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  1. Default Moving from Florida Panhandle to Sacramento, CA

    This June, my boyfriend is flying from Sacramento to travel with me as I pack up and move across country. We'll be leaving the Emerald Coast Sunday morning and we need to arrive in Sacramento in time for him to be in classes on Wednesday. I realize that this isn't a lot of time but we are both photographers and it'll be our first cross-country trip... That being said, we'd like to get as much out of it as we can. Does anyone know of any must see locations along the lower states? We know we want to stop at the Grand Canyon and we'd like to get some long exposure shots at night in some cool locations. Any recommendations?

    Traveling from Destin, FL to Sacramento, CA.
    Taking my prius.
    Traveling straight through. (No hotels.)
    We'd like to adventure/explore/hike.
    We love the great outdoors and would like to visit any chill local faves.
    Any tips an where we can see bright stars and camp out in my car would be much appreciated!

    Thanks in advance!

  2. #2
    Join Date
    May 2003
    Green County, Wisconsin

    Default Can't be done (Safely)

    Welcome to the RTA Forum!

    The plan you've presented so far simply can't be done, without endangering the lives of you and everyone else you will be sharing the road with.

    You're looking at 2500 mile trip and you want to do it in 3 days, and you want to do it without stopping for real rest. Oh, and on top of that, you want to hike and explore? And you mentioned photography too?

    I'm sorry, but if you leave Sunday, there is no way at all you can get there for class on Wednesday. If you push yourselves to the brink of your physical limits, and you leave first thing Sunday morning, the best you could do is get there late Wednesday night. Doing that means being behind the wheel for more than 12 hours a day, and you would HAVE to get hotels so you can get REAL REST at any point where you are not behind the wheel. That includes ZERO time for photography, detours to the Grand Canyon, or anything else other than treating this like work and being focused ONLY on driving. For the record, professional drivers wouldn't even be allowed to try to get there until Thursday, because of safety laws, and they certainly don't have time to stop for any of the extra's you're looking for.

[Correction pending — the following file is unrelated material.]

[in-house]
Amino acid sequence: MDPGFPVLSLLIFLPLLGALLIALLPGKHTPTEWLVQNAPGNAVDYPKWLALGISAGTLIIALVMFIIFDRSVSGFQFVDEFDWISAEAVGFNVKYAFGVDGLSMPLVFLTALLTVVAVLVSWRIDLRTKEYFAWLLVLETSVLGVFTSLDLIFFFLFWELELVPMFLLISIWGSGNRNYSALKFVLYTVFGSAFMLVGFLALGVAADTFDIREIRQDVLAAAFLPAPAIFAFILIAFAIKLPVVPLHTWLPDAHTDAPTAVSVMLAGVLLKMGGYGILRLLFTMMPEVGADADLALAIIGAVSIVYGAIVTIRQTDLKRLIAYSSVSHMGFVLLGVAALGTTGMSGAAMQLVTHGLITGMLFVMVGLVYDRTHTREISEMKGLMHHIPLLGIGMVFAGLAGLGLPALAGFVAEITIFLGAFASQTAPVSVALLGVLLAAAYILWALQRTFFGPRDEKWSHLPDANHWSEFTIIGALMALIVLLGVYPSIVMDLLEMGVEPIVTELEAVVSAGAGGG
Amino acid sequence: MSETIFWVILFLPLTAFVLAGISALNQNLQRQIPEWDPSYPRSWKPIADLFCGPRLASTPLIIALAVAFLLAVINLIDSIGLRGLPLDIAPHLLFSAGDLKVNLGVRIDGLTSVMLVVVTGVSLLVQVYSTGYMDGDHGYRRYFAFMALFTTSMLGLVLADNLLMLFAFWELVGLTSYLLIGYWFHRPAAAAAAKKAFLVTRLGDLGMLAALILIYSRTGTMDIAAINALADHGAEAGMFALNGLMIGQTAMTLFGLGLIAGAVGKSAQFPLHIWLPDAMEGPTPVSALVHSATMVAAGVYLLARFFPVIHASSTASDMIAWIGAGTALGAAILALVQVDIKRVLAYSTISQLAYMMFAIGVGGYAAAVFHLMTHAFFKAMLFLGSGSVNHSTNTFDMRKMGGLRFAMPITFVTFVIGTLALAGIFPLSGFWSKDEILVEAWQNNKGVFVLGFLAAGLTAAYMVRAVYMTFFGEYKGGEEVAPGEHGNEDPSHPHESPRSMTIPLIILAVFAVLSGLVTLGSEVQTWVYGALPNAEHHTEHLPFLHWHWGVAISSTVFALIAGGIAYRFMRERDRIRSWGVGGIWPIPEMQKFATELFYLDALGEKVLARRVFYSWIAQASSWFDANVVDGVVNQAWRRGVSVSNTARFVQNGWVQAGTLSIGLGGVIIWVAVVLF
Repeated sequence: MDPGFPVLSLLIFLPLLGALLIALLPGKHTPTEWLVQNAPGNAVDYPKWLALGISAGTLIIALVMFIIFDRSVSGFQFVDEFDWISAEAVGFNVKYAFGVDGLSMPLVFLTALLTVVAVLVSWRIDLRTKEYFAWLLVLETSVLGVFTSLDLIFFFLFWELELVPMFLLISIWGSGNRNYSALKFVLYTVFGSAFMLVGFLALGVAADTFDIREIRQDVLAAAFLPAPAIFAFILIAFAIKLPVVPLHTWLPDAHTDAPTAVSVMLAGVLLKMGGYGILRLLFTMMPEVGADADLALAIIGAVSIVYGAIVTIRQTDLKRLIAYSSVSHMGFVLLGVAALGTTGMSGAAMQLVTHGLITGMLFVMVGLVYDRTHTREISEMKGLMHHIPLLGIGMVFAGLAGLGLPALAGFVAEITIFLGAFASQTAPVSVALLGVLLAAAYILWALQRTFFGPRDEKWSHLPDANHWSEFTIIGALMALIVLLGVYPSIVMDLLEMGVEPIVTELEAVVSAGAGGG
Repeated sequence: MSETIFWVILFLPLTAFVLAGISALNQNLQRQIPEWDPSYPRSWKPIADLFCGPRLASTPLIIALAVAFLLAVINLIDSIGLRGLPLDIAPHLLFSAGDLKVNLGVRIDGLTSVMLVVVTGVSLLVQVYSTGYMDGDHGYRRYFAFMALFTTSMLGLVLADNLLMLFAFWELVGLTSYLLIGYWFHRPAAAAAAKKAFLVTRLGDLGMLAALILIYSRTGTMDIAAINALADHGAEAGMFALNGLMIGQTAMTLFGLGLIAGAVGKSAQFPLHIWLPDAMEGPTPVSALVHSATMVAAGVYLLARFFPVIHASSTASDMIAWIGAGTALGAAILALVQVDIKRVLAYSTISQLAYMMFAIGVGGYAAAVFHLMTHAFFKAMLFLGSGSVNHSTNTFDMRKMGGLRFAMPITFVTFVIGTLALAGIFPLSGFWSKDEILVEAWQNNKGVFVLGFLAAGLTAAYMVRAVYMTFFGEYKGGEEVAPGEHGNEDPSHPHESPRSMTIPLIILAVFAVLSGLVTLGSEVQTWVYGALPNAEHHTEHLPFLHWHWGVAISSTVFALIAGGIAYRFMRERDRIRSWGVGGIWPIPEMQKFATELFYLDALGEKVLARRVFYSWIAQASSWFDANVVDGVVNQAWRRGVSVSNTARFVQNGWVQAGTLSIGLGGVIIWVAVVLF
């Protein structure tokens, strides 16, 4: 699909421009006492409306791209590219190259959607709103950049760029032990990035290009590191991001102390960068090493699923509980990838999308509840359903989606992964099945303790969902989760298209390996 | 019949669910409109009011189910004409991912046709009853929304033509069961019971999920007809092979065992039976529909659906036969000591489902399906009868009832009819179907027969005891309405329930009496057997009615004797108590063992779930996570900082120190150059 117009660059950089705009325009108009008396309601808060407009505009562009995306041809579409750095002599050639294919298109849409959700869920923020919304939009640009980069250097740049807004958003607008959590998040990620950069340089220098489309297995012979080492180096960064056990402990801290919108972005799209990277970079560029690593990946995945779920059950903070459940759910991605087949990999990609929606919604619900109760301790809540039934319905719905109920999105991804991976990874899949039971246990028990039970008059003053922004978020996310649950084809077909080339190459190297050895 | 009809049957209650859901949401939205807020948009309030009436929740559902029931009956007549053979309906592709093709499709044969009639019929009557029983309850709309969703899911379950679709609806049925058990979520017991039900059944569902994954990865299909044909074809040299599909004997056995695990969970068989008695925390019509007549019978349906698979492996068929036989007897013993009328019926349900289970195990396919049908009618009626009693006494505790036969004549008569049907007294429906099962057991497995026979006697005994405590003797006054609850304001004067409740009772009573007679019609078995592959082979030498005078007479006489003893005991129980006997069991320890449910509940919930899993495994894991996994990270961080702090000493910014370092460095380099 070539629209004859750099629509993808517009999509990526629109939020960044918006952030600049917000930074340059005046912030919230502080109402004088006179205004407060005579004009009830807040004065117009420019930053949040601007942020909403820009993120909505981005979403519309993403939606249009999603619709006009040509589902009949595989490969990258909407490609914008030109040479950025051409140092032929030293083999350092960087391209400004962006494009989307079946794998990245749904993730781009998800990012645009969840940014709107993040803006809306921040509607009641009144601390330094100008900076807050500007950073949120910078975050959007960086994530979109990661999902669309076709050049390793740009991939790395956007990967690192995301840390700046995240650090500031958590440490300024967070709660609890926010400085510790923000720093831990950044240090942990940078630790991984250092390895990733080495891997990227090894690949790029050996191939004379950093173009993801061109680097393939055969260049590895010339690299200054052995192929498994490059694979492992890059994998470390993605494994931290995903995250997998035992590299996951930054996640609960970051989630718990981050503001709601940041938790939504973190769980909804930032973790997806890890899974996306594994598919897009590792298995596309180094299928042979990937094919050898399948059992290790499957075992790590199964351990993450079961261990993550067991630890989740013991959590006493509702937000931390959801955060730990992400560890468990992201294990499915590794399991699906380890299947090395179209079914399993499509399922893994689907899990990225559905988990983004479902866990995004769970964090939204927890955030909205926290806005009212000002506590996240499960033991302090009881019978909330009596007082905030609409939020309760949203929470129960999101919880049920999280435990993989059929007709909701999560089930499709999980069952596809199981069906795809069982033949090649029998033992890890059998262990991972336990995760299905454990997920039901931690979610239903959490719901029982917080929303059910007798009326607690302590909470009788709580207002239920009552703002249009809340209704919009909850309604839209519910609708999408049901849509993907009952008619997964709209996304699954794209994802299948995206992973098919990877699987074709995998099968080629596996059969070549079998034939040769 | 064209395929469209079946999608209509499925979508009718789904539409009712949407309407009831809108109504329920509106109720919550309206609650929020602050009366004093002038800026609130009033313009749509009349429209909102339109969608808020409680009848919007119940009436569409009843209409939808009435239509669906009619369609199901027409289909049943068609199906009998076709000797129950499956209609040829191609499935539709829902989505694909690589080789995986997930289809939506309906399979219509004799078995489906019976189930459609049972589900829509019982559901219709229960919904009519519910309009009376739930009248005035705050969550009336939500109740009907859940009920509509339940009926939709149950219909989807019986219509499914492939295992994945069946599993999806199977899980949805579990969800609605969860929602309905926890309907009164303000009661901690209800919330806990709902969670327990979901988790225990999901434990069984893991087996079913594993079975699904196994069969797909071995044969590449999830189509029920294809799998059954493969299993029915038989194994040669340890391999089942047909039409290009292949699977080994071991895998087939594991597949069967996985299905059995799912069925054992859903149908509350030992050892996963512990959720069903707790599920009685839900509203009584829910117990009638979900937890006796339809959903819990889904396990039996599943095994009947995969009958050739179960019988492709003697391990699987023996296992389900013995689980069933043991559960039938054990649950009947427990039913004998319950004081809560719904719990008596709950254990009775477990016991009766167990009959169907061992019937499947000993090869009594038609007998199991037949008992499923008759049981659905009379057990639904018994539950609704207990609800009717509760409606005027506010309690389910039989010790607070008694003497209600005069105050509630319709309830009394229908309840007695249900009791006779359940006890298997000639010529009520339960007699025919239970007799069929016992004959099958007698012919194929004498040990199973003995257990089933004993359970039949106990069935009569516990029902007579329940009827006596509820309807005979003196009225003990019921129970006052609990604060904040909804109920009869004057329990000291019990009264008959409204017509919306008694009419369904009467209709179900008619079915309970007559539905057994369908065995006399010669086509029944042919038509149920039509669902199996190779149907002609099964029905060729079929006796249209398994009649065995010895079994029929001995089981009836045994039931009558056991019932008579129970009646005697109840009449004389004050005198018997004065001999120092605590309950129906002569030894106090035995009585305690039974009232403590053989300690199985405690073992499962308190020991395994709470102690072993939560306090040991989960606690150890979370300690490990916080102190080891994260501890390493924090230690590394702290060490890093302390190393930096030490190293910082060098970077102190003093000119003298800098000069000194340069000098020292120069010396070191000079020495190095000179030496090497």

If you want to drive, sleep in your car (and you can't just plan to pull over in a "dark" spot and think you'll be ok to sleep. At best, based on what you are looking for would be campgrounds. Plus, if your car is filled with your stuff, where exactly do you plan to have room for 2 people to sleep?), have time for photography or any other extras, you need a minimum of 5 full days on the road, and really more like 6.

    Again, it can't be said enough, there are no other options. Doing what you originally proposed is so dangerous, it would be very similar to drunk driving in terms of the actual danger you'd be posing to others on the road.

  3. Default

    I figured as much but was hoping for the best haha. Of course we are going to play it safe, being our first big road trip. We'll save the risks for when we have more miles under our belts. Say we were to take our time... Any neat stops or camp grounds that are worth a visit? We won't be doing this any time soon so it'll be worth the extra time, honestly. I appreciate the response.

  4. #4
    Join Date
    May 2011
    Southern California


    Welcome to RTA!

    Michael has made some very good points. I'm here to tell you that my husband and I, when we were much younger, tried to do something like you're doing. We couldn't do it, we were just too tired. A speed run, like you propose, works for 3 or 4 people that drive, but with two, one of you is always driving and the other is keeping the driver awake (not taking a nap themselves).

    2700 miles in 3 days means you want to travel 900 miles a day. Commercial drivers (truck drivers) are only allowed to drive 600 miles or 10 hours per day. If the electronic mapping program is telling you that you can drive it in 40 hours and you're thinking, okay that's "only" 13 hours a day, that's not true either. The electronic mapping program doesn't have to stop and go to the bathroom, get something to eat, get fuel for your car, get stuck in a traffic jam, get into construction zone where you're down to one lane....but you do. You will be lucky to average 60 mph.

    Hopefully your young man can get an excuse for missing class for a couple of days, as you really need to build at least two more days in there, possibly 3.


  5. #5
    Join Date
    May 2003
    Green County, Wisconsin


    How are you defining taking your time? Doing this just slow enough to be safe, or actually adding in several days to be safe and do the things you've talked about?

    Beyond the Grand Canyon (which itself is a big enough detour that you'd basically need an extra day) are there any other places you know you'd like to visit? When you're talking a trip that takes you across the entire country, there are thousands of places that are worth a visit, so helping us narrow things down goes a long way towards giving you useful information.